The Franciscan Friars of Holy Name Province
Office of Development – Hurricane Relief Fund
144 West 32nd Street
New York, New York 10001
Donors should include a notation stating: Franciscan Hurricane Relief Appeal. Donors can also give online.
Many people have been generous, according to several friars. “I was very touched with how a parishioner here at St. Anthony of Padua, in Camden, N.J., the poorest city in the United States, came to Karl Koenig, OFM, after Mass to offer $200 toward our second collection for hurricane victims. To put it in perspective, that’s 50 percent of a typical second collection here coming from one individual,” said Jud Weiksnar, OFM, pastor.
Manpower and Supplies
In addition to money, Sandy relief aid has come in the way of supplies and elbow grease. The Siena College community in Loudonville, N.Y., one of two Upstate New York schools sponsored by the Province, collected food and supplies at a recent basketball game. Collection tables were also set up in the dining hall and residence halls. Money was also raised at the basketball game.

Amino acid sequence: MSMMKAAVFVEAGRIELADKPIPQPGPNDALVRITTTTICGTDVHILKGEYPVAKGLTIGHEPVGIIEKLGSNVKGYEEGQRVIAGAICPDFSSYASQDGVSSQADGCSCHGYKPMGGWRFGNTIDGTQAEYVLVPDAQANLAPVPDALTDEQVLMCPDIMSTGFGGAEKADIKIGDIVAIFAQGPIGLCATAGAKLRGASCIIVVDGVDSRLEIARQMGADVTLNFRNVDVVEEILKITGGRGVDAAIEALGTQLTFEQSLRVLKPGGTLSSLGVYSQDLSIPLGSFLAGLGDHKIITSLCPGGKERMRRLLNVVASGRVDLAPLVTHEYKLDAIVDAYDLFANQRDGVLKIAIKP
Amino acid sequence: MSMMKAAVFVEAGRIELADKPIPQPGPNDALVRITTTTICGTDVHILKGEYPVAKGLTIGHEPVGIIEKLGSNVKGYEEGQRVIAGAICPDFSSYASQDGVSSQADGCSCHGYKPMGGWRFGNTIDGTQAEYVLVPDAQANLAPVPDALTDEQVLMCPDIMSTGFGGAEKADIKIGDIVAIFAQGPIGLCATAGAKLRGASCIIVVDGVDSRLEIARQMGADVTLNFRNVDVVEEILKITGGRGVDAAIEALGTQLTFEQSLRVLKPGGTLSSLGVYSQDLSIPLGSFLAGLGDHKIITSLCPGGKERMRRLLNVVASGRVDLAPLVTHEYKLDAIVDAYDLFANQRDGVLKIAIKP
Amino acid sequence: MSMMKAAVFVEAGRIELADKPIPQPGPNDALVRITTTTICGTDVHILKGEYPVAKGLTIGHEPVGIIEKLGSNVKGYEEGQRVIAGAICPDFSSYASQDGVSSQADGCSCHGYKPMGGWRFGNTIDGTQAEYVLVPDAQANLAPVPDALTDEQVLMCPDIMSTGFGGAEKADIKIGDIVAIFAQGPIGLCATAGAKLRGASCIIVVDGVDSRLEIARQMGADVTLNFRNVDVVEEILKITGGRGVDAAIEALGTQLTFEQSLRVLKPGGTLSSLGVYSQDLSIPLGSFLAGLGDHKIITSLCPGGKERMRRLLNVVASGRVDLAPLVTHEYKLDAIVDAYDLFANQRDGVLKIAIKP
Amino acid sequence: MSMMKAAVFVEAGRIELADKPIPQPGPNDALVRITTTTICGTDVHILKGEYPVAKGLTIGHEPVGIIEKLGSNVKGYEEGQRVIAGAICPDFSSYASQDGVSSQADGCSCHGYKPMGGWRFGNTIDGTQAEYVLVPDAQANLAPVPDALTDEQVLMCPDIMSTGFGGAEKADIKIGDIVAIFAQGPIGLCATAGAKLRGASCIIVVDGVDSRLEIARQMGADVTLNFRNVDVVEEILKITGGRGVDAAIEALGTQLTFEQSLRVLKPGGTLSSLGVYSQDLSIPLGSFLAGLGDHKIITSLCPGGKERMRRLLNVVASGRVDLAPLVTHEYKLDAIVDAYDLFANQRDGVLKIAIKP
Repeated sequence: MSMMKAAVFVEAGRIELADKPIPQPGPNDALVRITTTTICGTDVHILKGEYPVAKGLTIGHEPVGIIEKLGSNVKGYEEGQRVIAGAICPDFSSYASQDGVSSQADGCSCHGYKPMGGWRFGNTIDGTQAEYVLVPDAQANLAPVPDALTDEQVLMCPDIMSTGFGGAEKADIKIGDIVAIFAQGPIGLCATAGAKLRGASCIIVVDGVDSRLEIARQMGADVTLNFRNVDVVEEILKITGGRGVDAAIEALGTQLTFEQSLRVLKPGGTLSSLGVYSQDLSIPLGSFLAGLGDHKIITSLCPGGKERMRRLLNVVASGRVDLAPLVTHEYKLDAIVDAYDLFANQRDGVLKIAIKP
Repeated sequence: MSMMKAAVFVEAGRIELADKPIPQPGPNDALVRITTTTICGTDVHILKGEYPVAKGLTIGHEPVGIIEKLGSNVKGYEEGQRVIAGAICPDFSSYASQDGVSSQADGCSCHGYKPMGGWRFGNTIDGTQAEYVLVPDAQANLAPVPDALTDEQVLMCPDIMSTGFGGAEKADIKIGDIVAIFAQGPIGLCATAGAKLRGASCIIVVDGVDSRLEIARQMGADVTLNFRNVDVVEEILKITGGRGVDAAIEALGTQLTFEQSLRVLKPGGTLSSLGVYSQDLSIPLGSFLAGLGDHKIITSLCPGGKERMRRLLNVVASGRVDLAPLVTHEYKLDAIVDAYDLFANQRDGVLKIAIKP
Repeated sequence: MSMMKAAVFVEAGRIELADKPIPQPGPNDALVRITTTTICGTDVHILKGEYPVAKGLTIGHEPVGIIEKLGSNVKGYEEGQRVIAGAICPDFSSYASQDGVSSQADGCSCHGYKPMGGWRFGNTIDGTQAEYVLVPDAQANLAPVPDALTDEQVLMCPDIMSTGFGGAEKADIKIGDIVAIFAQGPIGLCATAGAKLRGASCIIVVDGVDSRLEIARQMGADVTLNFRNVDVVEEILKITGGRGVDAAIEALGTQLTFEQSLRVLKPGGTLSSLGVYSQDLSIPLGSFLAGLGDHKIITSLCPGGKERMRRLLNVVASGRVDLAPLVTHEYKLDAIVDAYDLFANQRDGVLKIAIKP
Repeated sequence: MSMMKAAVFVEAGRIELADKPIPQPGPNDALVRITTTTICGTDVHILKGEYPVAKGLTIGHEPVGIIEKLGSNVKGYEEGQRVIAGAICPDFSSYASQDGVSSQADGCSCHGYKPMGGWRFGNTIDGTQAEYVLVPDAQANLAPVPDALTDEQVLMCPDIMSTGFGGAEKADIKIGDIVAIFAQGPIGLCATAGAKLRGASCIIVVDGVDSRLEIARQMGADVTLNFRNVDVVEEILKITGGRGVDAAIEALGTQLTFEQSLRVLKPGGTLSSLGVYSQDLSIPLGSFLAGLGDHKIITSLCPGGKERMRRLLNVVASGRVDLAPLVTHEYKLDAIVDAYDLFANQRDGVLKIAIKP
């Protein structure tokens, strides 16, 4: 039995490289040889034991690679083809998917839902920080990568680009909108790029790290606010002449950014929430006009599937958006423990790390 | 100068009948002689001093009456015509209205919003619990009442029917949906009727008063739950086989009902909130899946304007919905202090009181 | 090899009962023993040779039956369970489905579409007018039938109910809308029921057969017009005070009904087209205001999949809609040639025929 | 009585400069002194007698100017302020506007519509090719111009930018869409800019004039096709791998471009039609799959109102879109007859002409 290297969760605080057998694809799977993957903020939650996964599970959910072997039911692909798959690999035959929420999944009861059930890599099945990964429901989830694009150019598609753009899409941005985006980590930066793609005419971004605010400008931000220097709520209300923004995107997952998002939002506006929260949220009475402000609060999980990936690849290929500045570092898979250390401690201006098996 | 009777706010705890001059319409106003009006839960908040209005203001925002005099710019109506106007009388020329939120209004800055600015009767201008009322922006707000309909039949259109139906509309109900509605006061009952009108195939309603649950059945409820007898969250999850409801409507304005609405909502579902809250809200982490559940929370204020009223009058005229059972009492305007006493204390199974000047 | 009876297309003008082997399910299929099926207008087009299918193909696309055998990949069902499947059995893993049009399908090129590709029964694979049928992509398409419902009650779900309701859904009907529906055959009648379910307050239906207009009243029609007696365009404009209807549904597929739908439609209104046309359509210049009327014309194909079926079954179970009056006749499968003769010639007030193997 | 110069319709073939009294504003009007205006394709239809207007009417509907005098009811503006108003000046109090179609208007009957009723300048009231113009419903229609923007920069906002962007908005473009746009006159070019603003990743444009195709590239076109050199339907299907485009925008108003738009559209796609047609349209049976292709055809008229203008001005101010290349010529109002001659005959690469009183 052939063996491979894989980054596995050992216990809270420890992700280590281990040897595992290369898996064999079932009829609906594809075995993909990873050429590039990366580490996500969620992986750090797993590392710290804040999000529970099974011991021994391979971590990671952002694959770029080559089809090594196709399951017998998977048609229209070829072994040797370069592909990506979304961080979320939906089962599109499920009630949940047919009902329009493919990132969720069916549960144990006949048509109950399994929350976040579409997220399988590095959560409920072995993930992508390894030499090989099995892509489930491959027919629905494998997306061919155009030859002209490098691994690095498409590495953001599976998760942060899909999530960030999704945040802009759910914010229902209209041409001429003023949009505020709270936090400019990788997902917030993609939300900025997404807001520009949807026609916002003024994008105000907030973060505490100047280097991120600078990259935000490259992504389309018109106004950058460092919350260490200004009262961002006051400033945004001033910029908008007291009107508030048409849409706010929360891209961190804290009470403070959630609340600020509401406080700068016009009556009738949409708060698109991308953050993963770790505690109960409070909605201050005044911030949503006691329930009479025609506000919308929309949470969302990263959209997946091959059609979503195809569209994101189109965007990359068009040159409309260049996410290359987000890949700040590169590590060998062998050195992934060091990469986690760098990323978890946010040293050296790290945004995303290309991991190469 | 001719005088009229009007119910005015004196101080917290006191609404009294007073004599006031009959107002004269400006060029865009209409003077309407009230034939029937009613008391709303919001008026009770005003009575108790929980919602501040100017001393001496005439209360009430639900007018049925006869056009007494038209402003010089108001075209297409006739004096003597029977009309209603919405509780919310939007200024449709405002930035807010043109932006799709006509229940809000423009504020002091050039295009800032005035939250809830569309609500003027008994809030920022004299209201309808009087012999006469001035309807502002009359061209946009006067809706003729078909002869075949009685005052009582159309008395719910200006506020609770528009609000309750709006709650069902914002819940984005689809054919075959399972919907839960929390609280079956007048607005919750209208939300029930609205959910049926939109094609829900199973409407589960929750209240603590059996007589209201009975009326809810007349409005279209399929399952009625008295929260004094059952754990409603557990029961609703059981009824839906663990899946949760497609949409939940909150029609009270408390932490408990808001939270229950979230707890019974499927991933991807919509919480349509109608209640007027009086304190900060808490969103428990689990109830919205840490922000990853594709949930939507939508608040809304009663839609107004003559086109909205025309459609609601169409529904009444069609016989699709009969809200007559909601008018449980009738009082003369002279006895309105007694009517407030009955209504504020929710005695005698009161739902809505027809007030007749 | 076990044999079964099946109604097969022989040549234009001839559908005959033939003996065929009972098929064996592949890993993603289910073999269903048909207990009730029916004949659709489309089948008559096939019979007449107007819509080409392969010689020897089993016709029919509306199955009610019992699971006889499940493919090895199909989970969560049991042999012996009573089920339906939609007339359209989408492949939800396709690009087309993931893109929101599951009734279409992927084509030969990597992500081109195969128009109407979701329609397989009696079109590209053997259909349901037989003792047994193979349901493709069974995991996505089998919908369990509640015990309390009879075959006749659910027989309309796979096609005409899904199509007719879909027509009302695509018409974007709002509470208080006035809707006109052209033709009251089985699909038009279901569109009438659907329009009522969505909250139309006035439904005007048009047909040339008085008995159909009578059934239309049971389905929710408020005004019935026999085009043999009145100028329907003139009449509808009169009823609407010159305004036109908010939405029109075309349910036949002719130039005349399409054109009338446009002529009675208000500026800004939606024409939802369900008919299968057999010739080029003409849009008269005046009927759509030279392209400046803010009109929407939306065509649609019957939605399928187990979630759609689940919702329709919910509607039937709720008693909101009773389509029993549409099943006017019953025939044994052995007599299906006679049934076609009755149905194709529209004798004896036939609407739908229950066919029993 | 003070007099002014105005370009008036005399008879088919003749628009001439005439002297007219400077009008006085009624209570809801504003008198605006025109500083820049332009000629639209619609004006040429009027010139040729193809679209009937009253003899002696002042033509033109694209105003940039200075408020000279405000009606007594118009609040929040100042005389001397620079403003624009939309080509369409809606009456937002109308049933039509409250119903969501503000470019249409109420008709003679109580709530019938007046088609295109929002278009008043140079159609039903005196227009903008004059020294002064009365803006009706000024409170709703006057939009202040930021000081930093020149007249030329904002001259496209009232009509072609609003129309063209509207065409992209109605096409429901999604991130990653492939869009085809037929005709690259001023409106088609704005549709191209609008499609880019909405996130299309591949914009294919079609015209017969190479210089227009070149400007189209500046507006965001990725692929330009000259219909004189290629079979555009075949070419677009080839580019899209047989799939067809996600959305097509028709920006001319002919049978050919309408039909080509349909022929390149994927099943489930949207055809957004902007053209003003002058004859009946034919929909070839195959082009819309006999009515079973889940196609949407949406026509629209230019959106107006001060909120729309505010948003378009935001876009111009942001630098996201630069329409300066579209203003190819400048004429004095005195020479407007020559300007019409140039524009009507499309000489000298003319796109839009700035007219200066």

Through coordination with the Franciscan Center for Service and Advocacy, Siena students have formed a Saints for Sandy effort. Students will collect money, “stuff a Siena bus” with supplies, and deliver goods on Dec. 13 to 14. Next week, the creative arts digital photography students will sell their photographs and donate the money to the Red Cross.
More than 40 members of St. Bonaventure University’s disaster relief group in Allegany, N.Y., BonaResponds, went to New York City to work with victims of the storm on the two weekends immediately following the hurricane. Founded after 2005’s Hurricane Katrina, BonaResponds is familiar with how to organize and react to Sandy’s devastation.
The volunteers spent their weekends helping homeowners in Rockaway Beach, Queens, N.Y., where the damage to houses was extensive, and some may be without power for months.
Frankie Matuszak, a junior biology major, said BonaResponds was able to help more than a dozen families by providing flood relief efforts. Among the work tackled was helping families remove furniture from houses and gutting the water-damaged areas.